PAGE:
Holy-guacamole! I can't believe that you guys are being ripped off like that! We also get loose tea here, but most of us prefer the convenience of tea-bags (they are pure rooibos). They come in boxes of 100 or 200 bags - I can't really remember the weight, but I think a box is 250g (half a pound) and I know the cost is about R10, and with the current exchange rate, that is about $1.40 or $2.80 per pound! I will get some off to you on the weekend! No problem.
Get cooking - you seem to know your way around a kitchen (not sure how I got that impression), and Indian food is such fun to experiment with (my sister-in-law is Indian) once you know your garam masala from your ghee - I am sure you know all about chillies, given how famous American chillie is! They also use a lot of tumeric, garlic, ginger, coriander, cumin, star anise, and yogurt (as a marinade). I love to cook...

I am now even more jealous of your car - you should never have told me what it is! Chryslar is not huge here, but we do have the Crossfire, together with the large family Voyager - the Crossfire is very very pretty...And sounds good too. Va va voom!

South Africans, generally, have a very strong work ethic, mainly I think, because there is no real form of social security, so if you don't work, you don't eat! For me, I worked in high school, I worked through university, I was back at work 2 weeks after having my babies (by choice)...It was just a compulsion, and I also (mostly) loved what I did.

You are right, I think we set the bar too high for ourselves - it is not really about other peoples' expectations of us, but rather our own.

I left when I finally accepted that struggling to just be average (in my mind), with occasional flashes of mediocrity, was detrimental to my health and I was possibly developing spms - I also felt, that at the amount my company was paying me (I had been there a long time), they could do a lot better!
Luckily, I have really good private disability insurance (perk of the company) as there is no State insurance and it will continue to pay until my regular retirement age, or my death, provided I don't suddenly get cured - if that happens, I stop getting paid! But I would rather be back in the job market and healthy.....So a cure would be good!
My boss & co-workers were also great - I still do some part-time work for them and go to visit, it is nice to keep those friendships.

We are a similar age - I am 42 and have had ms for almost 9 years now (very mildly for a long time, and I am still ok, now that I can rest more the progression seems to have halted again, no further replapses, though no improvement either yet). I have two young sons, which means that I still work - just at a different job! I am still getting used to it though - I miss not being out there...But my kids are loving it.

Your parcel will probably take about 10 days - I have friends in Houston, Texas, and that seems to be about the norm.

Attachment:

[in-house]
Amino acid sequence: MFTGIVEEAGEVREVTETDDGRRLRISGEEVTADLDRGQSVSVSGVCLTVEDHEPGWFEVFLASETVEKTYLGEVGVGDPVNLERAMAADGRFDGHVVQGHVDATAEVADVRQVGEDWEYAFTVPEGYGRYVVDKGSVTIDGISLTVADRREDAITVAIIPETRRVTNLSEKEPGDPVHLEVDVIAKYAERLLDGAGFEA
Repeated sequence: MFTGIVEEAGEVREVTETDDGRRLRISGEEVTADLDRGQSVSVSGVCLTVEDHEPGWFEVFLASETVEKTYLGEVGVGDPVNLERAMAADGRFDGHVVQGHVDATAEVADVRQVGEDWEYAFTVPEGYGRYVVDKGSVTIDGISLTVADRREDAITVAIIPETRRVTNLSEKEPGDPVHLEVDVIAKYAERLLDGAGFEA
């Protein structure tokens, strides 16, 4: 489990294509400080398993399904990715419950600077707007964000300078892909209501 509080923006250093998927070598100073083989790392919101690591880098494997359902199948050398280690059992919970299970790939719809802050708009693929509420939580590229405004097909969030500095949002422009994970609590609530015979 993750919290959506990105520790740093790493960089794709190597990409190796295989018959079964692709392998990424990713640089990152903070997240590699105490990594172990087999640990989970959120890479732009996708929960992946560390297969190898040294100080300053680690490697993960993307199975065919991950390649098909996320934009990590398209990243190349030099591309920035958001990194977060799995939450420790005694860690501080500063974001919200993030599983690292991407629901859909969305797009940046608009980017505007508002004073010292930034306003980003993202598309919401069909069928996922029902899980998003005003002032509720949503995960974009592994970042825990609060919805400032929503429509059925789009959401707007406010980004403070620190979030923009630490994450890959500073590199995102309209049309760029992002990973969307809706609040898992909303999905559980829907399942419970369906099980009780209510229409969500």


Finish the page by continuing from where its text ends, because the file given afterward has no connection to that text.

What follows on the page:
Take care & let me know how you like the tea! Hope your neuro visit goes well.
Al
User avatar
AllyB
Family Elder
 
Posts: 360
Joined: Sun Apr 22, 2007 3:00 pm

Postby GeoGuy » Fri Nov 09, 2007 5:50 pm

Howzit Ally,

Thanks for sending the tea. I'll be sure and let you know when it gets here.

I take it from your expression of amazement that you are familiar with the wonderful avocado. I make a mean guacamole myself, if I do say. And your right, I do enjoy cooking, it's one of my favorite things to do in the house. Otherwise I'm an outside guy. Now that the temps are starting to cool off around here, that is a much easier thing to do.

Take care, talk at ya soon.

Jack

Oh yea, and thanks to NHE for the correct conversion of pounds to kilos!
RRMS since 01/07.
User avatar
GeoGuy
Family Elder
 
Posts: 133
Joined: Sat Sep 29, 2007 3:00 pm
Location: Charlotte, North Carolina

Postby AllyB » Wed Nov 28, 2007 2:17 pm

Hiya Jack

I was wondering how you parcel was faring, so I looked up the tracking - the url is
http://oraweb.sapo.co.za/track_trace/ow ... E558899113

Your tracking number is PE558899113ZA (omit the ZA if entering it again) - it seems it is still in transit, Christmas is probably delaying it, but the good old postal service is not the most efficient operation here, and I am betting it is pretty much the same where you are.
I hope that it gets there soon, and I hope you are still doing ok.

BTW, I have a massive Avo tree right next to my swimming pool (should cut it down as it makes a helluva mess in the water, but I love it) - it is very fertile - has ripe fruit in Dec/Jan (summer here), and we usually get a couple hundred Avos from it. Also have Mangos, Pawpaws, Guavas, Grenadilla (passion fruit), lemons....Garden is bountiful because of the climate, and (unlike where you are) it is not cooling down here - temp is rising, currently around 33C, and we will only get hotter until March/April...Also high humidity (98 -99%). The upside is, we have amazing winters - daytime temp in the low to middle 20'sC, dry and sunny (summer rainfall area).
I also love to cook (also the only stuff I do in the house these days) - I will send you a traditional SA recipe for rusks one day (you won't need anything you can't easily get there) - rusks are a very dry and crunchy snack - sort of like a cookie, but not! We make them with fruit and nuts, meusli, buttermilk...all sorts of stuff, then you put them in a warm (just warm, not hot) oven for hours to dry out while they cook, and you end up with something resembling the texture of biscotti...

Take care.
Al
User avatar
AllyB
Family Elder
 
Posts: 360
Joined: Sun Apr 22, 2007 3:00 pm

Next

Return to Daily Life

Who is online

Users browsing this forum: No registered users


Contact us | Terms of Service